The Functional Movement Screen

Movement is the product of flexibility, strength, endurance and coordination. Each of these characteristics of movement is an important variable to consider with exercise and activity. Trainers and exercise instructors have many ways of measuring and tracking the development of these variables. Many different flexibility, strength and endurance tests have been designed and are widely used. Coordination, however, has often proved more challenging to gauge. The functional movement screen (FMS) is a remarkably simple and effective method of measuring functional performance and tracking its development with exercise.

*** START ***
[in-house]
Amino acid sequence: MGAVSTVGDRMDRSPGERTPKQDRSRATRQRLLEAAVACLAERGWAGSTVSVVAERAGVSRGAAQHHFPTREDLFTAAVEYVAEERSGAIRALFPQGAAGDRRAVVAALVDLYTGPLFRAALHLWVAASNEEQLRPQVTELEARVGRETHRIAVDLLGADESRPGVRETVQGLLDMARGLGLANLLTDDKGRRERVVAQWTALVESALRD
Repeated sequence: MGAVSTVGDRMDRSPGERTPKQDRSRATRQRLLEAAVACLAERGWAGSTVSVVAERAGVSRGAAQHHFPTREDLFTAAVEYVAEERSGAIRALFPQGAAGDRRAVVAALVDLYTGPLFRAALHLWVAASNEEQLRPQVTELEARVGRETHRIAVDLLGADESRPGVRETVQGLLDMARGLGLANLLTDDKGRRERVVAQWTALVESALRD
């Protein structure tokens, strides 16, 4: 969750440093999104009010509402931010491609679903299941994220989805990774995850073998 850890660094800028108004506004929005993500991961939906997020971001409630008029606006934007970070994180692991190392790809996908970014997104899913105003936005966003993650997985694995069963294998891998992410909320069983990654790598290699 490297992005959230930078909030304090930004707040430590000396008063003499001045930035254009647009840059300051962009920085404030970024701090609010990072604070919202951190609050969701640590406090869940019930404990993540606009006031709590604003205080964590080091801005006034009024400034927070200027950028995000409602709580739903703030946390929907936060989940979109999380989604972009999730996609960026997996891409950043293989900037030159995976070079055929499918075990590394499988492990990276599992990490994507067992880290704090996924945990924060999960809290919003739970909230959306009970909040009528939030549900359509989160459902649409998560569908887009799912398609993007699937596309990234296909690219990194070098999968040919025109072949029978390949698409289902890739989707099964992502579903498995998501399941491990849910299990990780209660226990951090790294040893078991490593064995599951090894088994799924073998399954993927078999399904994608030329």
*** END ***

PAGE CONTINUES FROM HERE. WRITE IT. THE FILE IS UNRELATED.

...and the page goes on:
The FMS is group of tests that screen for poor motor coordination, or dysfunctional movement, which can get in the way of achieving good results from exercise. Underlying movement pattern dysfunctions and asymmetries can limit exercise effectiveness and increase the risk of injury. The nervous system seems to organize motor control information as complex sets of movement pattern instructions stemming from a number of basic, fundamental patterns. The FMS tests a fairly comprehensive set of generally recognized fundamental movement patterns. It tests three whole body functional patterns: squatting, striding and single-leg standing. It also tests trunk and spinal stabilisation patterns, as well as shoulder and hip movement patterns. Each of these patterns is qualitatively measured within four broad parameters. The tests are scored 3, 2, 1 or 0, which indicate excellent, satisfactory, dysfunctional, or painful movement, respectively.